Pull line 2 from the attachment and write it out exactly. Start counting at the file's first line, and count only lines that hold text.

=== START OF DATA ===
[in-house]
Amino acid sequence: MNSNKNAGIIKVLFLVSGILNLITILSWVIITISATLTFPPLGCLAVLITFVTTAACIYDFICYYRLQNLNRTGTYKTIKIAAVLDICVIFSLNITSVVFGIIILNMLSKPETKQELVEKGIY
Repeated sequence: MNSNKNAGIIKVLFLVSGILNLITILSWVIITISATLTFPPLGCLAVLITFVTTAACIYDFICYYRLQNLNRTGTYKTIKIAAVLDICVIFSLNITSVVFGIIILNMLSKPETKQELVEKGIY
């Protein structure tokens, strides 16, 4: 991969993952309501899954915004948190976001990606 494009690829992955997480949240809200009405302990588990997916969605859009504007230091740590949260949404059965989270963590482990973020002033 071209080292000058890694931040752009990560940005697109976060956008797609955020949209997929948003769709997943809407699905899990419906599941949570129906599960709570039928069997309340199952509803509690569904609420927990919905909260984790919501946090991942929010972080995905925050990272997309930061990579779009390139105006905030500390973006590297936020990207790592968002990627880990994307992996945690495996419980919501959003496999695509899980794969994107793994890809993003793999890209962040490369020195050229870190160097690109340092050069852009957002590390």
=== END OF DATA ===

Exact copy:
Amino acid sequence: MNSNKNAGIIKVLFLVSGILNLITILSWVIITISATLTFPPLGCLAVLITFVTTAACIYDFICYYRLQNLNRTGTYKTIKIAAVLDICVIFSLNITSVVFGIIILNMLSKPETKQELVEKGIY